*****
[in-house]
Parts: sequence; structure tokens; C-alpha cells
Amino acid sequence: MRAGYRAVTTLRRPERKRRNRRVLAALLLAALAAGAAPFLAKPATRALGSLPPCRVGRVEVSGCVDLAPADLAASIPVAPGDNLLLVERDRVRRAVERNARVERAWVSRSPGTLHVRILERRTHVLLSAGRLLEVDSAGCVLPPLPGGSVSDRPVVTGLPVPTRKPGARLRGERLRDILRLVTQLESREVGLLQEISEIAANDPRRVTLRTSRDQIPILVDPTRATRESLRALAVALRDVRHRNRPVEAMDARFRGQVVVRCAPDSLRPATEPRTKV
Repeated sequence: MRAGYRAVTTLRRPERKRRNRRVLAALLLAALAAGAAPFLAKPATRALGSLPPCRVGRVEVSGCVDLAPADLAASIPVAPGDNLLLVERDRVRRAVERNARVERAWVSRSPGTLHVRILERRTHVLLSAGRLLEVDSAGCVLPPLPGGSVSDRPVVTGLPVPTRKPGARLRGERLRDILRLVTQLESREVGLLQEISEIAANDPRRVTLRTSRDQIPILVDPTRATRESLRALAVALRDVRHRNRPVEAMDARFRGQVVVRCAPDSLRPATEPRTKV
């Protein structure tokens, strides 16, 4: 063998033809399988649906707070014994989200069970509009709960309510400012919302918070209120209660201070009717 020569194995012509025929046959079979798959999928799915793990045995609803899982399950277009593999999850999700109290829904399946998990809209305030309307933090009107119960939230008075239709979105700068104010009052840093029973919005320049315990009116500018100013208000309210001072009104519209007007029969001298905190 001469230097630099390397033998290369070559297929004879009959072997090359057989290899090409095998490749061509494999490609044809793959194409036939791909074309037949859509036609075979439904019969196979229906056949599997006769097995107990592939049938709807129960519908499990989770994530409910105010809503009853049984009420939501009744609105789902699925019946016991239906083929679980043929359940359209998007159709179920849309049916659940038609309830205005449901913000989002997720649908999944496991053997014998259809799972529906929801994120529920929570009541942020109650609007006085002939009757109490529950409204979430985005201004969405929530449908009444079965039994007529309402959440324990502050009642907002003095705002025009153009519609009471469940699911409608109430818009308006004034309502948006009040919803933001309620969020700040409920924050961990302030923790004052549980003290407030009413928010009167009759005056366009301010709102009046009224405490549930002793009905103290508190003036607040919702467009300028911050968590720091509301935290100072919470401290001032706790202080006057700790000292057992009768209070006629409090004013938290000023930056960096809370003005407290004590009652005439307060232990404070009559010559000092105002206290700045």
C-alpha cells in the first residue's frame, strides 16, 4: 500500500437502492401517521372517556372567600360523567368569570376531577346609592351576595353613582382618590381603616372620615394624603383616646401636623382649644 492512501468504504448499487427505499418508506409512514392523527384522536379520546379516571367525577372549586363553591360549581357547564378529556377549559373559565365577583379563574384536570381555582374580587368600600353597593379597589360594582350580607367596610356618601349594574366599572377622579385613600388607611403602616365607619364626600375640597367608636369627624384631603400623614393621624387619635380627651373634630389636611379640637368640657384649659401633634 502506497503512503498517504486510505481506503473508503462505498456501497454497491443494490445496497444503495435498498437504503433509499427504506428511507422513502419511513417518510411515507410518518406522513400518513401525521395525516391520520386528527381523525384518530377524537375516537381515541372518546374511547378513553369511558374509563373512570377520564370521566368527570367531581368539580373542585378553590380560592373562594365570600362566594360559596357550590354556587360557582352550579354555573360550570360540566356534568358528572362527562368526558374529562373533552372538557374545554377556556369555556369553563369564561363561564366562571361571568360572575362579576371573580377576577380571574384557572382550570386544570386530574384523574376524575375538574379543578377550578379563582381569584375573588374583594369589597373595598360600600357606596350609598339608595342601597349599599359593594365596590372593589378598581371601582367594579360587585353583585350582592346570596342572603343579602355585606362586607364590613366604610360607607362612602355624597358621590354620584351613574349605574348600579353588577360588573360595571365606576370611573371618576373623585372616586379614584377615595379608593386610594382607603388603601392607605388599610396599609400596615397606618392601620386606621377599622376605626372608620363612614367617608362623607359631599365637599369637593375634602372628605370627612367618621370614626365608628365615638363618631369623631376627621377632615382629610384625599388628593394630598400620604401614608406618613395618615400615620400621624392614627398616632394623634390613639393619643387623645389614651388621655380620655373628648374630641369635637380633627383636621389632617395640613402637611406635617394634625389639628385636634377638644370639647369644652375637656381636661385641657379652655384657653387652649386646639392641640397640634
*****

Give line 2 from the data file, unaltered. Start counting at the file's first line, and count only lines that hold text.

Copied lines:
Parts: sequence; structure tokens; C-alpha cells